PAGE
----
- Analysts warn against using reserves to maintain spending
- Government yet to announce specific measures to cut costs
The slump in oil prices has spurred Saudi Arabia’s government to search for savings, contemplate project delays and sell bonds for the first time since 2007. It won’t be enough to prevent the kingdom’s biggest deficit in decades.
“The revenue drop is so severe that it’s unrealistic to expect spending cuts to have any meaningful impact on the deficit in the near term,” said Simon Williams, HSBC’s chief economist for central and eastern Europe, the Middle East and North Africa. The longer oil prices stay weak, “the greater the pressure on the authorities,” he said in an e-mail.
Though Saudi Arabia has reserves to cope, analysts said that using them to avoid further cost-cutting would put its credit rating at risk while delaying policies with a longer-term benefit, including the reduction of subsidies and the introduction of more taxes to diversify revenue beyond oil. Even after the measures already announced, Riyadh-based Samba Financial Group estimates state outlays will rise by 0.4 percent next year.
The International Monetary Fund predicts Saudi Arabia’s budget deficit to exceed 400 billion riyals ($107 billion) this year, with oil accounting for 81 percent of revenue compared with about 90 percent previously. It expects shortfalls above 10 percent of economic output for the next four years.
“Saudi Arabia can afford its oil regime and the economic status-quo in the near-term,” Bank of America Merrill Lynch economist Jean-Michel Saliba said in a report last month. “However, the domestic macro costs of its unchanged policy choices are likely to become more acute and apparent.”
So far, the government has been short on specifics on how it will reduce spending, though planners are said to be considering measures long viewed as off-limits or unnecessary, including phasing out fuel subsidies and investing in renewable energy.
Saudi Arabia was in a similar position in 1998, until a rebound in oil prices alleviated the need for drastic measures. The cost of maintaining the state has increased since, in part due to the late King Abdullah’s social spending as the Arab Spring uprisings toppled leaders elsewhere.
King Salman bin Abdulaziz maintained the largess when he came to power earlier this year, handing a two-month bonus to government employees, retirees, students and social security beneficiaries at a cost of 71 billion riyals, according to IMF estimates.
Subsidized gasoline, which costs 16 cents per liter, is taken for granted among Saudi consumers, and while there’s a religious levy called zakat, there’s no personal income tax on the nation’s 30 million people.
With crude sinking below $50 a barrel, something has to give. The break-even oil price for Saudi’s budget last year was $106 a barrel, compared to $69 a barrel in 2010, according to the IMF.
“There’s no time to waste nowadays,” Mohammed al-Sabban, a former senior economic adviser to the kingdom’s oil ministry, said by phone Sept. 6. “I think we are getting very serious, and that will have a positive impact on the economy very soon.”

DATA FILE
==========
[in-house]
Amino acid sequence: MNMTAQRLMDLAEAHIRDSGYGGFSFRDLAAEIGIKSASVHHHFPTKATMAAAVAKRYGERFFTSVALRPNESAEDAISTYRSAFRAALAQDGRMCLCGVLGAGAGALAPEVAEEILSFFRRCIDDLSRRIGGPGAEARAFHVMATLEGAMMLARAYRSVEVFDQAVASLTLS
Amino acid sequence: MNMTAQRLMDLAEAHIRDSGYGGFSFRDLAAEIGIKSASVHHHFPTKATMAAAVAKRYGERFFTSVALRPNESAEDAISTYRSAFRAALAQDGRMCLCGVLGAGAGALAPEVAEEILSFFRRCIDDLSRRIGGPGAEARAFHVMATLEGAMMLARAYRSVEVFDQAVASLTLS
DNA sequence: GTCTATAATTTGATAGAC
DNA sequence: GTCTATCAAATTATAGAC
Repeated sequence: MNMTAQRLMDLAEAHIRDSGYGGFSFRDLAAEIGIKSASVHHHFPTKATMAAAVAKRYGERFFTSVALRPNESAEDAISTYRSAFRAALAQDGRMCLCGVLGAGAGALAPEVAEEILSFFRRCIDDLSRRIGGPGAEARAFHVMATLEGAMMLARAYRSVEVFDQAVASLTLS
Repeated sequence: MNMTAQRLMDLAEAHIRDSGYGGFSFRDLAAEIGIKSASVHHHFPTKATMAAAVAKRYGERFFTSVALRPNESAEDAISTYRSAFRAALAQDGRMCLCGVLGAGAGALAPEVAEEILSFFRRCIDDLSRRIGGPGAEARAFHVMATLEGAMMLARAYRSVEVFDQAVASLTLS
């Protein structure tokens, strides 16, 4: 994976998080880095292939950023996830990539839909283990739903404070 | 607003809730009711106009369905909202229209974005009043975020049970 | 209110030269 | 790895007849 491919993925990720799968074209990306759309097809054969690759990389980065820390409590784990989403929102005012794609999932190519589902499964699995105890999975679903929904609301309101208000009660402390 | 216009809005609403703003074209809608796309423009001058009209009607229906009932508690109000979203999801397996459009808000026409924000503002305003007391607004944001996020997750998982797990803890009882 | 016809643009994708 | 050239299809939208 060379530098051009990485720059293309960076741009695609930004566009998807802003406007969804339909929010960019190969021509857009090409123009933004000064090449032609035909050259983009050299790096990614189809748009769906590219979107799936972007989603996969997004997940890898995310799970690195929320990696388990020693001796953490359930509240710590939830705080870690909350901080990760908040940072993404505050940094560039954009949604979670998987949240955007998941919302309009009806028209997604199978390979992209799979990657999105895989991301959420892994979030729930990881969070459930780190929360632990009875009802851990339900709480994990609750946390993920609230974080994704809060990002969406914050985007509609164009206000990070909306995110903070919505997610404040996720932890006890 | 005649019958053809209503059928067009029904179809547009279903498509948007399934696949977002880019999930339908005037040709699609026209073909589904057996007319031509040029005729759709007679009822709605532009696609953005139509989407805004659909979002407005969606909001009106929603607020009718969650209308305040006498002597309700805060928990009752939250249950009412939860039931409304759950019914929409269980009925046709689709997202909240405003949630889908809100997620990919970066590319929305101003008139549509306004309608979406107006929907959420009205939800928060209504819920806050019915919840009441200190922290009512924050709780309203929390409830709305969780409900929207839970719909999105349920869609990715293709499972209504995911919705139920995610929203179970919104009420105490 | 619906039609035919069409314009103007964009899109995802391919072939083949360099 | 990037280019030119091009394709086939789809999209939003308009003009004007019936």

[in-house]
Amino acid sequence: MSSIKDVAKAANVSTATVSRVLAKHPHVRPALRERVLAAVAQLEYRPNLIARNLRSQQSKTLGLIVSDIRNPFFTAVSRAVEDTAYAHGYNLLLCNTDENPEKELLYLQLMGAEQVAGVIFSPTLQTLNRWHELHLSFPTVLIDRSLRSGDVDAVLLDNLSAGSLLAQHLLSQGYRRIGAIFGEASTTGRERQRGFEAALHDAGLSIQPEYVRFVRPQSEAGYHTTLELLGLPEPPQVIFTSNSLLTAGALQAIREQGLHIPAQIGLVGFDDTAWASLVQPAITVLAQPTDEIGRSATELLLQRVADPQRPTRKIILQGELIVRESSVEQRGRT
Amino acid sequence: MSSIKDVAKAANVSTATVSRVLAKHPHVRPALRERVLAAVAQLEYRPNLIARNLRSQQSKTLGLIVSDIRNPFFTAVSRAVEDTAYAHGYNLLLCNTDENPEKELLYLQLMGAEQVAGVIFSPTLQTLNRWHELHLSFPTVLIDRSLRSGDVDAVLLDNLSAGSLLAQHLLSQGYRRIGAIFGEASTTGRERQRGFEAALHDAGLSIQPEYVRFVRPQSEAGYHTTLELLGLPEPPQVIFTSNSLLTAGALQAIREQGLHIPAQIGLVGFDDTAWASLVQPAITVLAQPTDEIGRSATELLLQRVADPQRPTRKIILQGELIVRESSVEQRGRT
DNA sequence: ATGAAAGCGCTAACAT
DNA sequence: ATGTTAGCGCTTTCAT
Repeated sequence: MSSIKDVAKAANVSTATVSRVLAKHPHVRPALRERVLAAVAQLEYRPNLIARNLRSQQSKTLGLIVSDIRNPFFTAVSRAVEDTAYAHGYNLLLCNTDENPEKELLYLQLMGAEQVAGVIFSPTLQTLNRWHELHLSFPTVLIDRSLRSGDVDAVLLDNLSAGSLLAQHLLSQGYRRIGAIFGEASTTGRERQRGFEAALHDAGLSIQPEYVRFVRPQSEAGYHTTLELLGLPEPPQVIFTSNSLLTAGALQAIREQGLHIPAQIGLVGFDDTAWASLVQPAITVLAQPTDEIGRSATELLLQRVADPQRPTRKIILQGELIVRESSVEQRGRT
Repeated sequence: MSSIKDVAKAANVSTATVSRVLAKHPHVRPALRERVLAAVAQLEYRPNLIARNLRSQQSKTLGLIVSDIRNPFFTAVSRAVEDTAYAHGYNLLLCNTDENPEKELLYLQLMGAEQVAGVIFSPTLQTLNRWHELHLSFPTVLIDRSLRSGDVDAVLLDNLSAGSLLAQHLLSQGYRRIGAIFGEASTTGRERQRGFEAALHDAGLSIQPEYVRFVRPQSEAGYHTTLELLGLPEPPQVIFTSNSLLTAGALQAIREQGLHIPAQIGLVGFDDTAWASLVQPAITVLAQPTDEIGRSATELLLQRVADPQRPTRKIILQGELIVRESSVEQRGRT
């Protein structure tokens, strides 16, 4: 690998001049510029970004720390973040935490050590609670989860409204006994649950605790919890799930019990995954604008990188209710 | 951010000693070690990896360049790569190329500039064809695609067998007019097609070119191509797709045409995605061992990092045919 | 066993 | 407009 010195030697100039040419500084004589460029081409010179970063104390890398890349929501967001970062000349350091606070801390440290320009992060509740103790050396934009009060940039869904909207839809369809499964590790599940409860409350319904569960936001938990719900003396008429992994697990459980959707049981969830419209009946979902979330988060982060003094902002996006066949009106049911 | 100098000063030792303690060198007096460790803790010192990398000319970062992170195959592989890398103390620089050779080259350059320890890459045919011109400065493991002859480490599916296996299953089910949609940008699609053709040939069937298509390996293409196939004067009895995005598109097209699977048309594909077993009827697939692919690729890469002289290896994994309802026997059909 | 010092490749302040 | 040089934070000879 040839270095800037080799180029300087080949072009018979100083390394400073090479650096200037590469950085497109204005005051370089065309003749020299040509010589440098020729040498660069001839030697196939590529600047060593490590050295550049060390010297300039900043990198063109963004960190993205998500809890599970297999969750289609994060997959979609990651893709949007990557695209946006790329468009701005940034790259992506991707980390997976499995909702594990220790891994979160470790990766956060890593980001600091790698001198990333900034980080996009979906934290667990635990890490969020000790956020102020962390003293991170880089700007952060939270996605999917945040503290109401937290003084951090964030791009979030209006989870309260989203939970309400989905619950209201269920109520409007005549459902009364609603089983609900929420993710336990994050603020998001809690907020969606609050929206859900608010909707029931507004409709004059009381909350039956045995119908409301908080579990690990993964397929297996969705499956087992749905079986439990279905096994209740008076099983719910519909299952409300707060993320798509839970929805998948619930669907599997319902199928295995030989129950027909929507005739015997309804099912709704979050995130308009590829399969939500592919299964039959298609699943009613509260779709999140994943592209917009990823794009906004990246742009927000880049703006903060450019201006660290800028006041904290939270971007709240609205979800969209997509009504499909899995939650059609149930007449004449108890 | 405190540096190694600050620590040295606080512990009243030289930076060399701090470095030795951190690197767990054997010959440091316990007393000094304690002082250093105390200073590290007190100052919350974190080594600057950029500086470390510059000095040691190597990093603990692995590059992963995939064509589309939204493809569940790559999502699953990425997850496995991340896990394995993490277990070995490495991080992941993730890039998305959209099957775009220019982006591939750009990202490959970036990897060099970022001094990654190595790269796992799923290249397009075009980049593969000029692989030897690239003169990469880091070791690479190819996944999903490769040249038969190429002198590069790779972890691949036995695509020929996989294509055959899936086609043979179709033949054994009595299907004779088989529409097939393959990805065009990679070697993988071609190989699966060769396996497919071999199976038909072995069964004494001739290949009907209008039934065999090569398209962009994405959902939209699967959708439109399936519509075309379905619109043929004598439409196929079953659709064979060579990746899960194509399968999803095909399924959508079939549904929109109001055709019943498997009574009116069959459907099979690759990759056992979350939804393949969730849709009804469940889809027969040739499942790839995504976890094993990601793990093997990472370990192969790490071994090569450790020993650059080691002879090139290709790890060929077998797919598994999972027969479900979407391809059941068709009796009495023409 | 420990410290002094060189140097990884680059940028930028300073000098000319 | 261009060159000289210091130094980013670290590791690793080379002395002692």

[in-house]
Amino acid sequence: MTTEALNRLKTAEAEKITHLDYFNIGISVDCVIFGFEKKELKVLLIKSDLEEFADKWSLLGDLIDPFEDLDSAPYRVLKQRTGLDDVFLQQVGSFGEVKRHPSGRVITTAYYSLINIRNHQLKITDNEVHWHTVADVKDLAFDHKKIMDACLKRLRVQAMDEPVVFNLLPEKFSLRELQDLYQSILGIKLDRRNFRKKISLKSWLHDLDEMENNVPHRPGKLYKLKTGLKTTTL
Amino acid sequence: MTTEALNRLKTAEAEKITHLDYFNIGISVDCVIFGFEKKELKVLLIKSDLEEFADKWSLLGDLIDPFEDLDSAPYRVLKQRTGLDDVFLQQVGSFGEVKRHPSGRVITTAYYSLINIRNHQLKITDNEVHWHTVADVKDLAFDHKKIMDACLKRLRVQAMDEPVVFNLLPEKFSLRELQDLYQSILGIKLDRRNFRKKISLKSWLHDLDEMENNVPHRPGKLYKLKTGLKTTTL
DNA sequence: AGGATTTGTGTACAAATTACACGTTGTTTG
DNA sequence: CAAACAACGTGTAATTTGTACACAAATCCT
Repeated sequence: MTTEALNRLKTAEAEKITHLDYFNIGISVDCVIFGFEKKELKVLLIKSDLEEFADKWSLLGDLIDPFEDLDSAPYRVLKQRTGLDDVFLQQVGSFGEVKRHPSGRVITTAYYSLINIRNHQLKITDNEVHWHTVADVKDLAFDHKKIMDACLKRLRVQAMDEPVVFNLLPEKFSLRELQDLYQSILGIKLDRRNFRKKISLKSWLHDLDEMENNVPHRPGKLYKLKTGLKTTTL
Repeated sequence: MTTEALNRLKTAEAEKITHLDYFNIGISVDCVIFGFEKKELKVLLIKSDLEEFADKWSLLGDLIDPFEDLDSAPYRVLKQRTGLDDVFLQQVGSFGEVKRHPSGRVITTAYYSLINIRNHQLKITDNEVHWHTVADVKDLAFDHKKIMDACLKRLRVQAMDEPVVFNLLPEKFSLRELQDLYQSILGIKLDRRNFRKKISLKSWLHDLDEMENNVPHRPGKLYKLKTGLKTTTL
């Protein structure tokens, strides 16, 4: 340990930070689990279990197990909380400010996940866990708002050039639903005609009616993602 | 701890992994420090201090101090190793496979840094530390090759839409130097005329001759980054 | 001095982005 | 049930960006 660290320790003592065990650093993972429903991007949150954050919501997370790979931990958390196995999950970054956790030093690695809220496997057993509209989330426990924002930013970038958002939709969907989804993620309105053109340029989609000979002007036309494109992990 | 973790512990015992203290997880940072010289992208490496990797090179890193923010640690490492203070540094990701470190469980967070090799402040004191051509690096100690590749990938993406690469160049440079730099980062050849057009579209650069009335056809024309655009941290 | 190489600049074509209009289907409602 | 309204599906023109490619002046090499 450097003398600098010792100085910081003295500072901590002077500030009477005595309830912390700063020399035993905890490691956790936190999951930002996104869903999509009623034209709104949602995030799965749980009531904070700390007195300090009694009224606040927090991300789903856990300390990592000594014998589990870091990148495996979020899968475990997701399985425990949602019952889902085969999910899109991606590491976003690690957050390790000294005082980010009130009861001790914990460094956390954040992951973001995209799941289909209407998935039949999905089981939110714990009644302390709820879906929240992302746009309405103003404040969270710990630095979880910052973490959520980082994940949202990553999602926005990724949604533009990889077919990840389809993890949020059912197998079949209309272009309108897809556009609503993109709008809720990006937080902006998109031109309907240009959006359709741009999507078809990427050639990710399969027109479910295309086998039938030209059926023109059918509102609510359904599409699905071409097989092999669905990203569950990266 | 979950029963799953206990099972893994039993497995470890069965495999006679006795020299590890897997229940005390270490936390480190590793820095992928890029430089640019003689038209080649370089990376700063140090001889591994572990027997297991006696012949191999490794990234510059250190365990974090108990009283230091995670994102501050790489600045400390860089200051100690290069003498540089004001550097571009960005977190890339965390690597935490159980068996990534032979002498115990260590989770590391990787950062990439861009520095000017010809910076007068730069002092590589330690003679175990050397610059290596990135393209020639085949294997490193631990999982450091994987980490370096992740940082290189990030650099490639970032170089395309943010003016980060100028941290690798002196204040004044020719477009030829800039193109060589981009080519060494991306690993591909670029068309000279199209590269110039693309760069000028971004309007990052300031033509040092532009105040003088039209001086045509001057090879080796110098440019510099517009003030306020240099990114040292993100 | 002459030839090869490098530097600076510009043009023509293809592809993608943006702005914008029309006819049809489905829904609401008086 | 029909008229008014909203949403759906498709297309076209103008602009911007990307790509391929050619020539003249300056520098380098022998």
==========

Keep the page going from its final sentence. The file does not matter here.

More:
Likely savings will come from the privatization of some state-owned companies and reducing costly subsidies for products like gasoline, Samba Financial’s deputy chief economist James Reeve said by phone from London last week. The government probably won’t cut the salaries of state employees or reduce defense spending with Saudi Arabia heavily involved in the war in Yemen.
Removing all fuel subsidies, including for consumers, would provide a boost to government revenue equal to 8 percent of economic output, Reeve said.
“I don’t think they’re going to do it in one fell swoop,” he said, predicting
only a gradual reduction from 2017. Saudi Arabia could finance the budget through debt sales and drawing down foreign assets “for five years without getting into serious trouble,” he said.
Authorities are considering energy price reforms for commercial and industrial users, the IMF said in a report released Sept. 9. The neighboring United Arab Emirates stopped subsidizing gasoline in August.
As evidence of policy change, former oil ministry adviser al-Sabban pointed to a royal directive this month to open Saudi Arabia’s wholesale and resale markets to companies with 100 percent foreign ownership.
In another move, all government projects costing more than 100 million riyals ($27 million), must now be approved by the Council for Economic and Development Affairs, a body created this year to streamline decision-making.
The government has also scaled back plans to build new sports stadiums, according to the IMF.
With net foreign assets held by the central bank at $661 billion and record-low debt, the kingdom is looking for ways to cut “non-essential spending,” Finance Minister Ibrahim al-Assaf said in an interview with CNBC Arabia.
“But the focus continues on the main development projects and building human capabilities in the kingdom,” he said. “The kingdom is prepared for this crisis, and God willing, we will deal with it with the importance it deserves.”
Investors appear less convinced. Saudi Arabia’s benchmark Tadawul All Share Index has fallen more than 30 percent in the past 12 months, out-pacing the 22 percent slump in the MSCI Emerging Markets Index. Goldman Sachs Group Inc. said last week that oversupply could send crude as low as $20 a barrel.
“Safeguarding FX reserves will require deep budgetary cuts at current oil prices, rather than the gradual cuts being contemplated,” Saliba at Bank of America Merrill Lynch said. “As these are likely instead to keep imbalances elevated, a sharper adjustment down the line may be necessary.”
For more, read this QuickTake: Saudi Arabia